20. Mandal, B. K., & Suzuki, K. T. (2002). Arsenic round the world: a review. Talanta, 58, 201–235.CrossRefGoogle Scholar
  21. Ng, J. C., Kratzmann, S. M., Qi, L., Crawley, H., Chiswell, B., & Moore, M. (1998). Speciation and absolute bioavailability: risk assessment of arsenic-contaminated sites in a residential suburb in Canberra. Analyst, 123, 889–892.CrossRefGoogle Scholar
  22. Rahman, M. M., Chowdhury, U. K., Mukherjee, S. C., Mondal, B. K., Paul, K., Lodh, D., et al. (2001). Chronic arsenic toxicity in Bangladesh and West Bengal, India: a review and commentary. Journal of Toxicology: Clinical Toxicology, 39, 683–700.CrossRefGoogle Scholar
  23. Roberts, S. M., Weimar, W. R., Vinson, J. R. T., Munson, J. W., & Bergeron, R. J. (2002). Measurement of arsenic bioavailability in soil using a primate model. Toxicology Science, 67, 303–310.CrossRefGoogle Scholar
  24. Rodriguez, R. R., Basta, N. T., Casteel, S. W., & Pace, L. W. (1999). An in vitro gastrointestinal method to estimate bioavailable arsenic in contaminated soils and solid media. Environmental Science and Technology, 33, 642–649.CrossRefGoogle Scholar
  25. Ruby, M., Schoof, R., Brattin, W., Goldade, M., Post, G., Harnois, M., et al. (1999). Advances in evaluating the oral bioavailability of inorganics in soil for use in human health risk assessment. Environmental Science and Technology, 33, 3697–3705.CrossRefGoogle Scholar
  26. Smith, E., Naidu, R., & Alston, A. M. (1998). Arsenic in the soil environment: a review. Advances in Agronomy, 64, 149–195.CrossRefGoogle Scholar
  27. Thurmon, J. C., Nelson, D. R., Bevill, R. F., Harrnigton, G. W., & Magee, D. N. (1987). Surgical procedure for chronic bilary sample collection in pigs. American Journal of Veterinary Research, 48, 988–989.Google Scholar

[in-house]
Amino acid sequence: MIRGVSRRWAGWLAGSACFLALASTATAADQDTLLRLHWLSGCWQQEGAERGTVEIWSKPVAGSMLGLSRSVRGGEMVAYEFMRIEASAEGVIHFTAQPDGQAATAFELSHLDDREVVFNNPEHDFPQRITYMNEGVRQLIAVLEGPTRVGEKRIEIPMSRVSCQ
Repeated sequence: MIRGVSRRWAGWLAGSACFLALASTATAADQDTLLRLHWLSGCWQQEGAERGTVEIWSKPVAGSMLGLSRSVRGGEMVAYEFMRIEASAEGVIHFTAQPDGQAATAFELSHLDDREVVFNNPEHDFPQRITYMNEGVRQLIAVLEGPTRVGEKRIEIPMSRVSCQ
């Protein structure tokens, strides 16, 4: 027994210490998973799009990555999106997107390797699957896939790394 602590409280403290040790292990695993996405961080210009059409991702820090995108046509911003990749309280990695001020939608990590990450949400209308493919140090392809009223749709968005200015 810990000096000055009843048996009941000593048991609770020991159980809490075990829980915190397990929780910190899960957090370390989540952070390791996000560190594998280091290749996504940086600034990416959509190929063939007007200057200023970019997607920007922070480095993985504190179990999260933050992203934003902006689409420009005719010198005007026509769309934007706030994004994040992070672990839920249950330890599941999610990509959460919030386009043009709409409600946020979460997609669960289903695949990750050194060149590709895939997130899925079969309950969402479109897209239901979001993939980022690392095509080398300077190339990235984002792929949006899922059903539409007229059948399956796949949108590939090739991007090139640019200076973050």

28. USEPA. (1998). Method 3051A, microwave assisted acid digest of sediments, sludges, soils and oils. In USEPA methods, pp 3051A/1-24.Google Scholar
  29. Weis, C. P., & LaVelle, J. M. (1991). Characteristics to consider when choosing an animal model for the study if lead bioavailability. Chemical Speciation and Bioavailability, 3, 113–119.Google Scholar

Copyright information

© Springer Science+Business Media B.V. 2008

Authors and Affiliations

  • Matthew Rees
    • 1
  • Lloyd Sansom
    • 2
  • Allan Rofe
    • 1
  • Albert L. Juhasz
    • 3
  • Euan Smith
    • 3
  • John Weber
    • 3
  • Ravi Naidu
    • 3
    • 4
  • Tim Kuchel
    • 1
  1. 1.Institute for Medical and Veterinary ScienceAdelaideAustralia
  2. 2.Sansom Institute, School of Pharmacy and Medical Sciences, Division of Health ScienceUniversity of South AustraliaAdelaideAustralia
  3. 3.Centre for Environmental Risk Assessment and Remediation, Division of Information Technology, Engineering and the EnvironmentUniversity of South AustraliaMawson LakesAustralia
  4. 4.Cooperative Research Centre for Contamination Assessment and Remediation of the EnvironmentMawson LakesAustralia

Personalised recommendations